In a way, my mother’s recent spiritual trials have mirrored my own in the world of competitive academia. When I entered my 8th year of education, formally known as the beast that is 7th grade, I first heard my mother speak of her call to become a priest in the Episcopal faith. I still find it difficult to describe a light in her eyes that I had not seen for many years leading up to that moment. She had a goal, and had decided, along with her beyond supportive son of course, to pursue her goal of ordination.

I watched the first year as she was challenged every Monday in her Education for Ministry classes, eating many frozen meals and Big Macs due to her earnestness in carrying out her life choice of pursuing a deeper relationship with god, which is fraught with its’ share of meetings, don’t get me wrong. After a hectic year of discernment committees, spiritual pathway writing, and intensive advice from me, her favorite son in addition to Dave our priest, my mother’s earnestness towards her goal was rewarded with a denial of acceptance from the diocese of Texas in response to financial strain seen of her credit reports and tax returns, in addition to other, unnamed factors.

But I didn’t learn my own traits of stick-to-itiveness and far-reaching confidence out of a book ­ I learned these from my mother. For even as she explained the reasons of her denial, the light never faded from her pupils. If anything she worked even harder in EfM and her second round of discernment, but was met with similar pushback and ultimately was denied again.

Put in her position, that would have been my last year putting myself through those spiritual strains, but thankfully, I am not my mother. Her going through her third year of discernment was actually the most apprehensive I have been about anything, ever. That being said, I understood deeply that my mother was indeed called to this line of work and she would have to be accepted eventually. However, the crushing weight of a third denial is enough to ruffle even the most convicted feathers.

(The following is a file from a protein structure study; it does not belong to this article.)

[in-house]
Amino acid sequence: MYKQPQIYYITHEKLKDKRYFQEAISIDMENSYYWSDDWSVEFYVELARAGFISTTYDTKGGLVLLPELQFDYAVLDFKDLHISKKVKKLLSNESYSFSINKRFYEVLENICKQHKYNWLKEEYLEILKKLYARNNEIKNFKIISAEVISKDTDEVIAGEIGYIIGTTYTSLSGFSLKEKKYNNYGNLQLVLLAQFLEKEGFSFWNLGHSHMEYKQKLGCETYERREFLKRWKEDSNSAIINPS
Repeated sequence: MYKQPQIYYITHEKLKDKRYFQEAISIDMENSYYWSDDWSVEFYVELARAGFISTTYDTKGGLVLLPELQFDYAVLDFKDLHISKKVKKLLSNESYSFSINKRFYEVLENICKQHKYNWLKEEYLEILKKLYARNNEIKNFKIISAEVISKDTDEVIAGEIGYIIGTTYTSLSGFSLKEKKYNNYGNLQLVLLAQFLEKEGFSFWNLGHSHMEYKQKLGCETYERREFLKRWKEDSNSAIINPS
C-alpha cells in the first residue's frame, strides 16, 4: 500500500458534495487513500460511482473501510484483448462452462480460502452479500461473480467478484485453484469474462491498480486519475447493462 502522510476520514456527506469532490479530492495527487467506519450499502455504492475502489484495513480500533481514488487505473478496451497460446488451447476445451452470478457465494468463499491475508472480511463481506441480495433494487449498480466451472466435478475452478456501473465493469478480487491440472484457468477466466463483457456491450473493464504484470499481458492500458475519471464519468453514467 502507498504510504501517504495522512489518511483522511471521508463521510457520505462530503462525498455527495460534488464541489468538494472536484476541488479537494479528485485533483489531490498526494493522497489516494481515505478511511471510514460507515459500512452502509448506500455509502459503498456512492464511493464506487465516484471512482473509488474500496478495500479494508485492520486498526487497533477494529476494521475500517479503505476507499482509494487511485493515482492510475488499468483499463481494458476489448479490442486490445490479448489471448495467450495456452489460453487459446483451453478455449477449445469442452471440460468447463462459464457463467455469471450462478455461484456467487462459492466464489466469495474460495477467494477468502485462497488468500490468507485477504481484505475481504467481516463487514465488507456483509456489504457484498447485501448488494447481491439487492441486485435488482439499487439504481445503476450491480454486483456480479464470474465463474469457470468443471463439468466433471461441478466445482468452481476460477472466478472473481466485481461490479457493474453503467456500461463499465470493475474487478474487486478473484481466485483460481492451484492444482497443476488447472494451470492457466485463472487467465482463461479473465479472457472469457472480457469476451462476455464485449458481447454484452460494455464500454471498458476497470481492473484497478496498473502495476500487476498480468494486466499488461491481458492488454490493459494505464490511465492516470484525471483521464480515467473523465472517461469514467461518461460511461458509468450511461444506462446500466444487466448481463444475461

I still see my mother as that woman with fire in her eyes talking feverishly about episcopal doctrine, but if anything she is now that much more prepared for her journey. She has lived through the hardships she will someday have to offer counsel on, giving her a leg up on all those who made their way to seminary without strife.

For now she has decided to break from the spiritual tribulation that is the process of discernment in favor of more internal exploration, confident that what she does is better preparing herself for the alb and pulpit. I cannot think of anyone acting more earnestly than a person striving to attain their goals, while knowing completely that there is a chance their goal is unattainable. Truly that is the faith that Jesus was amazed by, when he speaks of the centurion.

The Centurion’s moment of earnestness is what moves Jesus so much, not the fact that he reached out at all. His conviction is such that he decries the traditional Roman methods and reaches out to a rabbi, going so far as to understand Judaic customs. He knows that should Jesus, a rabbi, enter his household he would then be unclean. Just as he was rigorous in his own centurion training, he is also just as particular about the customs and culture of the foreign nation he currently occupies. I must keep this in mind when exploring a new culture, as ideas and customs I would not normally open myself up to might be the only options available to me. Broadening my notions of what is and is not my norm, which I’m imagining will not be much of a norm once I return.

Jesus is amazed by the centurion for a reason that can be difficult for some of us to act out ­ changing our culturally rooted ways in favor of foreign methods previously unknown and mysterious to us.

Surely the faith intended by Jesus is that of this lowly centurion; the ability to go about with free will, knowing without a doubt that what we do influences what we wish to be done in our collective future. Amen.